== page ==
‘Vape’ shops compete for consumers’ dollars
MARIETTA – In less than three months, three area e-cigarette businesses have opened their doors, and owners say the new form of cigarettes is bringing in a steady business.
Instead of lighting a cigarette, many are turning to vaping, the act of puffing on a battery powered cigarette, and there are now stores in Marietta, Belpre and Vienna to cater to those consumers.
The e-cigarette shops popping up around the area could signify a growing area economy, said Charlotte Keim, president and CEO of the Marietta Area Chamber of Commerce.
“It’s a sign that we have an economy that’s open to new ideas,” she said. “There is buying power here. The fact that many businesses open reflects well on the community.”
Vape-EZ, at 1810 Washington Blvd. in Belpre, opened in October and is set up to be a lounge so people can come in and vape together. Since opening, owners Tonya and Tony Hicks of Elizabeth have seen plenty of interest in the products, they said.
“(Business) is pretty steady,” Tonya Hicks said, adding that many customers have just recently switched from tobacco cigarettes to the e-cigarettes.
Hicks said several customers had their last cigarettes in the parking lot before entering the store and making the switch to the e-cigarettes, which also can have nicotine.
Two of those are Jason Cox, 35, and Brenda Ullom, 51, both of Belpre.
“I’ve smoked for 17 years and I get that urge to reach for my first cigarette after waking up,” Cox said. “Now I grab a hold of (my e-cigarette) and I’m fine.”
Ullom said she had tried for many years to quit smoking.
“I tried the patch, the gum, the lozenge. I even tried cold turkey,” she said.
She’s been using electronic cigarettes for about three months now.
“I’ll eventually get to where I have no nicotine, but I’ll still use the flavors,” Ullom said, referring to the fact that there are flavored juices which contain no nicotine.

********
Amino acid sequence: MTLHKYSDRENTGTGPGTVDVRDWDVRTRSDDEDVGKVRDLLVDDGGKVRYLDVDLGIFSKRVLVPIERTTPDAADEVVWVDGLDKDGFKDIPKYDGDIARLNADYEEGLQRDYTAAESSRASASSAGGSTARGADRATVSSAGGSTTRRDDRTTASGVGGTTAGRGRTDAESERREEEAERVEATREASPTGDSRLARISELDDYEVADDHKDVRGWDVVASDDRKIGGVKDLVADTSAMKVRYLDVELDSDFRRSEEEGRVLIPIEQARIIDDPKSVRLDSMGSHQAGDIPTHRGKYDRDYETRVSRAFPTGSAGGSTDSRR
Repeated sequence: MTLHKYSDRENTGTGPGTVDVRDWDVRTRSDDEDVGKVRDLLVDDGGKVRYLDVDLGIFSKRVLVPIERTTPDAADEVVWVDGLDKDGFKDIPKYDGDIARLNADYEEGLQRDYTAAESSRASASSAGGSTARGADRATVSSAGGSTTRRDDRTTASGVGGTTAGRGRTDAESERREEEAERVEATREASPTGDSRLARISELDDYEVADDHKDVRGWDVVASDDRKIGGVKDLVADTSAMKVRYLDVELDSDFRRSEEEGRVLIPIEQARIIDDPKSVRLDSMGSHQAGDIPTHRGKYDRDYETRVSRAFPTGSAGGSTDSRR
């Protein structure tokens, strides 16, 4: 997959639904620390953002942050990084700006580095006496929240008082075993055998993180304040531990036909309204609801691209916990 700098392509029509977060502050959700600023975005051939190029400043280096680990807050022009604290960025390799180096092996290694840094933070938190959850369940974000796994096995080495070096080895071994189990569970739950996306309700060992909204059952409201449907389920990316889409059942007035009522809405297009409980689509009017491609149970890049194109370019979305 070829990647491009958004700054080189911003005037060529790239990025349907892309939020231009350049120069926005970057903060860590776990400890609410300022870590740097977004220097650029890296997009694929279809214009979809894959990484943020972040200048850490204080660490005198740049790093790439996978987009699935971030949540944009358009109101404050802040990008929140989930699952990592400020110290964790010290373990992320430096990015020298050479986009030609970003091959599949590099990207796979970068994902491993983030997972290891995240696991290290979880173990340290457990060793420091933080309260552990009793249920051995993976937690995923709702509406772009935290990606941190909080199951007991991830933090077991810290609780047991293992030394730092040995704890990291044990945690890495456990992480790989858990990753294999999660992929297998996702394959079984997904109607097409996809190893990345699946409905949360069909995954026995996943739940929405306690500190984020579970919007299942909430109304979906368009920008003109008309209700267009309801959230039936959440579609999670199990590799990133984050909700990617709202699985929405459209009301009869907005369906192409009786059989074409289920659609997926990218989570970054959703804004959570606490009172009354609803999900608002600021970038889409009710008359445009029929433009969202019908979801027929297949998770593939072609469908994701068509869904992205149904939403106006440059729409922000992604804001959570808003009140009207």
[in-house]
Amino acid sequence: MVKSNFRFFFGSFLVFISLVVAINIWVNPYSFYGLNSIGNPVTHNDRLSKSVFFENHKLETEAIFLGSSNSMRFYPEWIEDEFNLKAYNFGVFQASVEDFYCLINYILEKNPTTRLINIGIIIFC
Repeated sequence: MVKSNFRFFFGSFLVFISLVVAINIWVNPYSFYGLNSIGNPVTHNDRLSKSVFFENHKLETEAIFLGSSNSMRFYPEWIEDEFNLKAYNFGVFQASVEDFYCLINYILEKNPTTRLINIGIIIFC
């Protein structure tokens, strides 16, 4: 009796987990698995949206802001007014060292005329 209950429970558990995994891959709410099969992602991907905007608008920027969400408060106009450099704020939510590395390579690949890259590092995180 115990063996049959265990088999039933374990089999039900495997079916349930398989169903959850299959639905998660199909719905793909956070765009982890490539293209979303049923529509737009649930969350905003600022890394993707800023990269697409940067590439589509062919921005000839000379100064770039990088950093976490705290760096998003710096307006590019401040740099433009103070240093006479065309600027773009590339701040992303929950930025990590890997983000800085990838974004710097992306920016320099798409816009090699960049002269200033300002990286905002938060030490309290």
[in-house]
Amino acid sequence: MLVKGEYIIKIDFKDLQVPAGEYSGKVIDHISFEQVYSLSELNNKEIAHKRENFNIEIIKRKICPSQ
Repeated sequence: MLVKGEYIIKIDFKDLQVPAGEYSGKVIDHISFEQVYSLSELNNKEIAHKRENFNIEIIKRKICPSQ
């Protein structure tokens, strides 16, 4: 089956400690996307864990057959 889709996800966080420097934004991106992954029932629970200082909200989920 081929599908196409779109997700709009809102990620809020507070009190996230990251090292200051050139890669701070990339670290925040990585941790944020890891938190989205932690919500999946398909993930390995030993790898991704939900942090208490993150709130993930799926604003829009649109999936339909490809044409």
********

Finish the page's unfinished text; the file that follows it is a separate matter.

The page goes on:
In addition to Vape-EZ, Freedom Vapor has opened two shops in the area: one at 1509 Grand Central Ave., Suite 5 in Vienna, and a second at 206 Putnam St. in Marietta.
Owner Melissa Traugh said the Vienna location has been busy, prompting the opening of the second store.
“We’re doing really well in Vienna,” Traugh said. “A lot of our customer base is in Ohio and they wanted a location in Ohio.”
Traugh said customers are allowed to try the flavors of juice before they make a purchase and first-time users are shown how to use an e-cigarette. She said nicotine levels range from zero to 36.
Lindsey Farrar, 22, of Vienna, said she tried e-cigarettes and used them for three months last year.
“I cut back (on cigarettes),” she said. “I used (e-cigarettes) as a way to wean myself off of it. There are a lot of pluses to them.”
Farrar admitted that since the product is still relatively new she didn’t know a lot about any possible health impacts.
While many e-cigarette users are pleased to have an alternative to smoking a traditional cigarette, Stephanie Davis, program director for the Tobacco Prevention Program at Selby General Hospital, said there are still some risks.
“There are chemicals in e-cigarettes that can harm you,” Davis said. “Nicotine poisoning is a huge risk.”
Davis said e-cigarettes are not regulated by the Food and Drug Administration.
“There are no labels, so they can put children and pets at risk,” she said. “Some products that claim to be nicotine free are not. E-cigarettes are so new and people don’t really know a lot about the long-term effects.”
Davis said that while many are using e-cigarettes as a way to stop smoking, there are safer alternatives such as the patch, gum and lozenges.
“I don’t discourage anyone from making the attempt to quit,” she said. “I would caution individuals to use their own method; there are other alternatives (than e-cigarettes) out there.”
Davis suggested calling the national quit smoking line at 1-800-QUIT-NOW and added everyone should “err on the side of caution” when using e-cigarettes, mainly because health professionals don’t know a lot about what’s in them.
Hicks advised users to be cautious and said she wouldn’t endorse e-cigarettes as a “healthier” alternative to smoking.
“I don’t recommend someone who doesn’t smoke to use these,” she said. “I will not sell to anyone under 18 years old, zero nicotine or not…(E-cigarettes) should be kept out of the reach of children and animals. I don’t sell these as a quit smoking (tool), I sell them as an alternative to smoking.”
E-cigarettes aren’t the first trendy product to cause a boom in business in the area, said Keim.
There were several synthetic drug shops that sold K2 before legislation forced them to close their doors.
“It was trendy in a bad way,” Keim said.
She said other businesses have also started up to meet new demand or trends: coffee shops such as Stoked and Skyline, which have had staying power due to the demand of coffee, locations that sell jewelry beads such as Pandora and Fenton glass beads and micro-breweries.